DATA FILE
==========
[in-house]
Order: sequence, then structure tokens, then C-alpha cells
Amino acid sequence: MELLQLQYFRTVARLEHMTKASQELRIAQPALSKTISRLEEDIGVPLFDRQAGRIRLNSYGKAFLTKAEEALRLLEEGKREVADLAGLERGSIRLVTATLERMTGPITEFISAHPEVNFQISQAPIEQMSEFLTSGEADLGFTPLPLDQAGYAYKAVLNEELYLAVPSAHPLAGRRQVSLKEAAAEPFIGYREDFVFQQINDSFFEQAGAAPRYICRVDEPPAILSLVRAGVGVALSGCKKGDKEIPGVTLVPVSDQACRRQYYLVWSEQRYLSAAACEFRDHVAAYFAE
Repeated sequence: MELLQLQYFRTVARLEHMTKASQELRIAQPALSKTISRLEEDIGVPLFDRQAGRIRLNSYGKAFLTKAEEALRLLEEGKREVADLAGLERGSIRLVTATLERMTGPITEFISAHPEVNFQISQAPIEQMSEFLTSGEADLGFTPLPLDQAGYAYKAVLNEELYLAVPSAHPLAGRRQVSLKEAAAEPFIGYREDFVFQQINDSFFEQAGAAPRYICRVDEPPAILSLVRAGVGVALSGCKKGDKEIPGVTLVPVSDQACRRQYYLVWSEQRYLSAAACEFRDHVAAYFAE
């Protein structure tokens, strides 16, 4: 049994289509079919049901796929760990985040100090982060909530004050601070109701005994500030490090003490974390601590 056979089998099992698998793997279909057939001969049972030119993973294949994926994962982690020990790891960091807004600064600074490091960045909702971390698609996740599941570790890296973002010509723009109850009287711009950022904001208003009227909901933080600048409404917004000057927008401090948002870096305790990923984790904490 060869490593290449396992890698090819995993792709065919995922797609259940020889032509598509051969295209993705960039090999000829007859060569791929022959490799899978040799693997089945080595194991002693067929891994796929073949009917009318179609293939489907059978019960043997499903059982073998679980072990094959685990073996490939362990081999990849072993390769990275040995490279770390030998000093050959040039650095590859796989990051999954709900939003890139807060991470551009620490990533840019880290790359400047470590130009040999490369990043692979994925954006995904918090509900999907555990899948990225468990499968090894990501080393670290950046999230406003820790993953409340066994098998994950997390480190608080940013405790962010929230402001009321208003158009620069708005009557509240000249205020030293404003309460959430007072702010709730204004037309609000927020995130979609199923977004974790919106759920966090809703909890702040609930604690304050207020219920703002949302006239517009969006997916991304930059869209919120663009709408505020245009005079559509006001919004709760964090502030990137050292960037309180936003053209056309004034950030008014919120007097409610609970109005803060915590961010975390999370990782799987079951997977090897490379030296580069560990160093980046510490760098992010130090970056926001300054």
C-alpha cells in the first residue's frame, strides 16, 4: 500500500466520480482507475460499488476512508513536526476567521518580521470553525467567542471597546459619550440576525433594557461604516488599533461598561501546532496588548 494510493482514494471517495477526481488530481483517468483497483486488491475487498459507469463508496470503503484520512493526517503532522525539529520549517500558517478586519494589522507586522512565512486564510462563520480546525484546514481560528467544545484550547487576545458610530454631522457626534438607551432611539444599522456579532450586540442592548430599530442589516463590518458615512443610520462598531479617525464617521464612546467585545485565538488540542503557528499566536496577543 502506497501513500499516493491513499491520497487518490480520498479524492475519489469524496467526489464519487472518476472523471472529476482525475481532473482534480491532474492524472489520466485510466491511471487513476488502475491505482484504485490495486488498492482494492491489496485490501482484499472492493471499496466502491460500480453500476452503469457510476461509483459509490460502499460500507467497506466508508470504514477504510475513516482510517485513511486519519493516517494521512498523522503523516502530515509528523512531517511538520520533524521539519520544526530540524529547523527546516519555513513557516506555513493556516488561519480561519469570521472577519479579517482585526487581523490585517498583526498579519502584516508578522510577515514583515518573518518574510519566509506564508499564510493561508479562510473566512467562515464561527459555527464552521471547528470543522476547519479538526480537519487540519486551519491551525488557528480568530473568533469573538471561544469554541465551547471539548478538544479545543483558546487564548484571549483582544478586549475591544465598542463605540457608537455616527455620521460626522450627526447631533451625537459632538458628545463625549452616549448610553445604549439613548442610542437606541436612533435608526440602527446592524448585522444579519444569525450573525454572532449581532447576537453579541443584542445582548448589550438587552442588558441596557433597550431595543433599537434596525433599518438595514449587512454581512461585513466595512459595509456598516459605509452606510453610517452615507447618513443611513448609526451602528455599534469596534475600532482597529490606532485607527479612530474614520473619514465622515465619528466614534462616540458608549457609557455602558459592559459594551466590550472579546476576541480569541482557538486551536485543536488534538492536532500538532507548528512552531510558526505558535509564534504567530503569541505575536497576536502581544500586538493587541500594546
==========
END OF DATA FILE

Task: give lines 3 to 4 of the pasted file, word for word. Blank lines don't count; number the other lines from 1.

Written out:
Amino acid sequence: MELLQLQYFRTVARLEHMTKASQELRIAQPALSKTISRLEEDIGVPLFDRQAGRIRLNSYGKAFLTKAEEALRLLEEGKREVADLAGLERGSIRLVTATLERMTGPITEFISAHPEVNFQISQAPIEQMSEFLTSGEADLGFTPLPLDQAGYAYKAVLNEELYLAVPSAHPLAGRRQVSLKEAAAEPFIGYREDFVFQQINDSFFEQAGAAPRYICRVDEPPAILSLVRAGVGVALSGCKKGDKEIPGVTLVPVSDQACRRQYYLVWSEQRYLSAAACEFRDHVAAYFAE
Repeated sequence: MELLQLQYFRTVARLEHMTKASQELRIAQPALSKTISRLEEDIGVPLFDRQAGRIRLNSYGKAFLTKAEEALRLLEEGKREVADLAGLERGSIRLVTATLERMTGPITEFISAHPEVNFQISQAPIEQMSEFLTSGEADLGFTPLPLDQAGYAYKAVLNEELYLAVPSAHPLAGRRQVSLKEAAAEPFIGYREDFVFQQINDSFFEQAGAAPRYICRVDEPPAILSLVRAGVGVALSGCKKGDKEIPGVTLVPVSDQACRRQYYLVWSEQRYLSAAACEFRDHVAAYFAE